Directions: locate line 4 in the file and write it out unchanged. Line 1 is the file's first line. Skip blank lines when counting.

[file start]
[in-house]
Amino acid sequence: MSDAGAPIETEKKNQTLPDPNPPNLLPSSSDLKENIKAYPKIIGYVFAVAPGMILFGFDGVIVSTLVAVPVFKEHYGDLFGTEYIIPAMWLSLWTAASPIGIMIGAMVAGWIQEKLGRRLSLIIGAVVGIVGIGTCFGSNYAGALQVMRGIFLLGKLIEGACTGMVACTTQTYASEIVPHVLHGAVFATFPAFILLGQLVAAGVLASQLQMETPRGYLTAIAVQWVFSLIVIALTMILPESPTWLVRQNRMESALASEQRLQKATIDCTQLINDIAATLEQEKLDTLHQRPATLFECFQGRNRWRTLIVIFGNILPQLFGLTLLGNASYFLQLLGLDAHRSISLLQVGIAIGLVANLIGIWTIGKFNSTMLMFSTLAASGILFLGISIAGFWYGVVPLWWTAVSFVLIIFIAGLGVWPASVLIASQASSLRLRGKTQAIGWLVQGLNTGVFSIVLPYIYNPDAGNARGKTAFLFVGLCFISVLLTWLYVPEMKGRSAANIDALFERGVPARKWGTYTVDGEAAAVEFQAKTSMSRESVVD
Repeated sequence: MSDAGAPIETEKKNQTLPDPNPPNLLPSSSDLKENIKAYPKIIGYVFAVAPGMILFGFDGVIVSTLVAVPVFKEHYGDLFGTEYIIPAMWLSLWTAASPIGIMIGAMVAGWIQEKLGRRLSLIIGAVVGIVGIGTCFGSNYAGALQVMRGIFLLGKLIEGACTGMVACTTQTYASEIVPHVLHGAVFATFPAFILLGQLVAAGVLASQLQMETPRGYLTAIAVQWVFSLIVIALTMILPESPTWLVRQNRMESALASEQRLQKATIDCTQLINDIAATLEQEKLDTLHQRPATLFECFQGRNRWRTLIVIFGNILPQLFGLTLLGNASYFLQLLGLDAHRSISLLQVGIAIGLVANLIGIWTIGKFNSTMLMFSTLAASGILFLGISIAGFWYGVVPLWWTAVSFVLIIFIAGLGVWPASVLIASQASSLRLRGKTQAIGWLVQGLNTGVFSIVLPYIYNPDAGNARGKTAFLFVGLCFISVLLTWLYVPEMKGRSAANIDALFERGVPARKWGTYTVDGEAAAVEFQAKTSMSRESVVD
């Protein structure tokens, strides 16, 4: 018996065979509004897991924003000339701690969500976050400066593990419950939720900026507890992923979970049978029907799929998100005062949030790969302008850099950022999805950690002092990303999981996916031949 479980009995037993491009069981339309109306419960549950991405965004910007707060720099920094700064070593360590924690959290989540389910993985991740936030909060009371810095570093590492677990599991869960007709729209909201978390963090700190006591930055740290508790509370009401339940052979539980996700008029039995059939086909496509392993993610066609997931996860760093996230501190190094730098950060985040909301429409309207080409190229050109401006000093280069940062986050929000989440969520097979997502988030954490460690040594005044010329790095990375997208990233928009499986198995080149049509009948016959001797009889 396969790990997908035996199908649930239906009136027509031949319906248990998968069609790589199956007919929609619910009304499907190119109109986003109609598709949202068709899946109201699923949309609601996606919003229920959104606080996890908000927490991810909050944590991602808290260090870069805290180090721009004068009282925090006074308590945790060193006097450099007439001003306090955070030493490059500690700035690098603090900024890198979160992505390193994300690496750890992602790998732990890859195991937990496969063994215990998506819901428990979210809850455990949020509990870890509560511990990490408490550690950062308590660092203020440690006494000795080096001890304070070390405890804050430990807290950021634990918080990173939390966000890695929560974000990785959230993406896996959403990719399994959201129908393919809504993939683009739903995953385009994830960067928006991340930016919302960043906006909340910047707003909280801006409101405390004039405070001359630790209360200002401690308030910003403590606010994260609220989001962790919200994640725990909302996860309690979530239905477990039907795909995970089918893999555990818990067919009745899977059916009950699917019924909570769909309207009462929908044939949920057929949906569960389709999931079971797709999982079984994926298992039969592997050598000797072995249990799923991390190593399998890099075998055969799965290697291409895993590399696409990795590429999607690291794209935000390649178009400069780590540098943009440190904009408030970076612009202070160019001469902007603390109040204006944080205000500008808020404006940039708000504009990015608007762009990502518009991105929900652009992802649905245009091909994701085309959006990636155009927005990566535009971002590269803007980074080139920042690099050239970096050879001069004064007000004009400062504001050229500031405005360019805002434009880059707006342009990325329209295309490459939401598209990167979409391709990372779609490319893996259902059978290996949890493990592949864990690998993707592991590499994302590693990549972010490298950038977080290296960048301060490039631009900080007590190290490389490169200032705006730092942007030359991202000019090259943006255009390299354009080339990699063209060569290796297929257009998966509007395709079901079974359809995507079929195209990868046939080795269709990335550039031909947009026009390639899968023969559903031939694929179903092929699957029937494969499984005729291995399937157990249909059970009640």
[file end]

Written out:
């Protein structure tokens, strides 16, 4: 018996065979509004897991924003000339701690969500976050400066593990419950939720900026507890992923979970049978029907799929998100005062949030790969302008850099950022999805950690002092990303999981996916031949 479980009995037993491009069981339309109306419960549950991405965004910007707060720099920094700064070593360590924690959290989540389910993985991740936030909060009371810095570093590492677990599991869960007709729209909201978390963090700190006591930055740290508790509370009401339940052979539980996700008029039995059939086909496509392993993610066609997931996860760093996230501190190094730098950060985040909301429409309207080409190229050109401006000093280069940062986050929000989440969520097979997502988030954490460690040594005044010329790095990375997208990233928009499986198995080149049509009948016959001797009889 396969790990997908035996199908649930239906009136027509031949319906248990998968069609790589199956007919929609619910009304499907190119109109986003109609598709949202068709899946109201699923949309609601996606919003229920959104606080996890908000927490991810909050944590991602808290260090870069805290180090721009004068009282925090006074308590945790060193006097450099007439001003306090955070030493490059500690700035690098603090900024890198979160992505390193994300690496750890992602790998732990890859195991937990496969063994215990998506819901428990979210809850455990949020509990870890509560511990990490408490550690950062308590660092203020440690006494000795080096001890304070070390405890804050430990807290950021634990918080990173939390966000890695929560974000990785959230993406896996959403990719399994959201129908393919809504993939683009739903995953385009994830960067928006991340930016919302960043906006909340910047707003909280801006409101405390004039405070001359630790209360200002401690308030910003403590606010994260609220989001962790919200994640725990909302996860309690979530239905477990039907795909995970089918893999555990818990067919009745899977059916009950699917019924909570769909309207009462929908044939949920057929949906569960389709999931079971797709999982079984994926298992039969592997050598000797072995249990799923991390190593399998890099075998055969799965290697291409895993590399696409990795590429999607690291794209935000390649178009400069780590540098943009440190904009408030970076612009202070160019001469902007603390109040204006944080205000500008808020404006940039708000504009990015608007762009990502518009991105929900652009992802649905245009091909994701085309959006990636155009927005990566535009971002590269803007980074080139920042690099050239970096050879001069004064007000004009400062504001050229500031405005360019805002434009880059707006342009990325329209295309490459939401598209990167979409391709990372779609490319893996259902059978290996949890493990592949864990690998993707592991590499994302590693990549972010490298950038977080290296960048301060490039631009900080007590190290490389490169200032705006730092942007030359991202000019090259943006255009390299354009080339990699063209060569290796297929257009998966509007395709079901079974359809995507079929195209990868046939080795269709990335550039031909947009026009390639899968023969559903031939694929179903092929699957029937494969499984005729291995399937157990249909059970009640």